An EU Law and Policy on Sport?

Against this constitutional background, it is important to appreciate that even to discuss the prospects for an EU law and policy on sport is to risk skating on thin ice.

In fact the invitation to pursue an EU law and policy on sport immediately faces three challenges. Is it coherent to seek a role for the EU in developing a law and policy on sport? Is it coherent to suppose that the EU is able to deliver a law and policy on sport? And it is coherent to imagine that an EU law and policy is able to address sport?

The first issue, that pertaining to the role of the EU, is awkward because no sport is organized in such a way as to treat the EU as even relevant. Sports are in general organized under a globally applicable regime, beneath which lie continental and national federations and, lower still, clubs from the professional level down to the ‘grass roots’. There is simply no place in this governance ‘pyramid’ for the EU. Moreover, there is no EU representative team in any sport. The EU flag flutters proudly at golf’s Ryder Cup, but opportunistically so, since it is the continent of Europe, not the EU, which competes against the United States in that biennial extravaganza, and in most events there is no presence for the EU at all. The EU’s quest to build an internal market without frontiers, which converts the territories of its twenty-eight Member States into a single economic space, has no resonance at all with the structure and ambition of sport. So the EU stands accused of clumsy engagement with an activity into which its assumptions, even its very identity and purpose, simply do not fit.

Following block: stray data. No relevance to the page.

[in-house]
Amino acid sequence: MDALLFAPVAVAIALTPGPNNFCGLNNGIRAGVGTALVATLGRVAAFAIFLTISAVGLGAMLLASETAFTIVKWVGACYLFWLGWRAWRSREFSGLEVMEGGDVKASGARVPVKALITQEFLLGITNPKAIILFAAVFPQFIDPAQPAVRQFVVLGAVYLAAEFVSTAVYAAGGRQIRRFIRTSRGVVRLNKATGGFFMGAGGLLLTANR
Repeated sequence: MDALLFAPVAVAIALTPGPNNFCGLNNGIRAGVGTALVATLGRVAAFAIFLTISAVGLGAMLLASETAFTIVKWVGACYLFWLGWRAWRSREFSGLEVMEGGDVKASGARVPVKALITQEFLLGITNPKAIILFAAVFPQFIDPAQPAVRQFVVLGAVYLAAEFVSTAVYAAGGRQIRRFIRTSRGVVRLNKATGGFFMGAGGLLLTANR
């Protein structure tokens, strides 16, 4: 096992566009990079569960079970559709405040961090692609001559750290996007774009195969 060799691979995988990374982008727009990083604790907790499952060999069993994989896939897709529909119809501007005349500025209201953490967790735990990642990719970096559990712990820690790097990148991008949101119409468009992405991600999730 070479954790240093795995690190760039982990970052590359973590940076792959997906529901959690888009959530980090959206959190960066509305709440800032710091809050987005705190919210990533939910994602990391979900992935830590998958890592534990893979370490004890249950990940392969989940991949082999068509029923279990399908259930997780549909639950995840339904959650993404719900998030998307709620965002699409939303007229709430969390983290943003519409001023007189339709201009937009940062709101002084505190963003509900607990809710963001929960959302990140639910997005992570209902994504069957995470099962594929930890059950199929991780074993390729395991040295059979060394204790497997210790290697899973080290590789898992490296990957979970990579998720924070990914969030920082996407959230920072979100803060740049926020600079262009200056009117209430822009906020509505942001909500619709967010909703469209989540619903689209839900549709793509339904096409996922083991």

The second issue takes this scepticism about the legitimate role of the EU further. The creation of a law and policy requires the availability of competences and powers apt to deliver such a law and policy. As already outlined, the EU has only the competences and powers conferred on it by its founding Treaties—no more. This is Article 5 TEU’s foundationally important principle of conferral. Until the entry into force of the Lisbon Treaty in 2009, sport was not even mentioned in the text of those Treaties, and even now, since the Lisbon Treaty, the provision dealing with sport, Article 165 TFEU, is pitched at a level of generality which does not promise concrete guidance. In particular, the EU’s constitutional limitations dictate that it tends to be much more heavily engaged in the negative task of deciding what sport may not do when put to the test under EU free movement and competition law than with making positive provision for what should be done. Up until 2009 it was doing so without any help from the Treaties: since 2009 it has some help, but not much. The EU is therefore working with thin and ambiguous materials when it contemplates the construction of a law and policy on sport. It has good reason to be modest in its ambition. Its competences are tightly confined and the powers at its disposal, though apt to spill over into soft law beyond the narrow grant of binding legislative powers and embracing the ‘social dialogue’ foreseen by Articles 154 and 155 TFEU too, are also relatively meagre.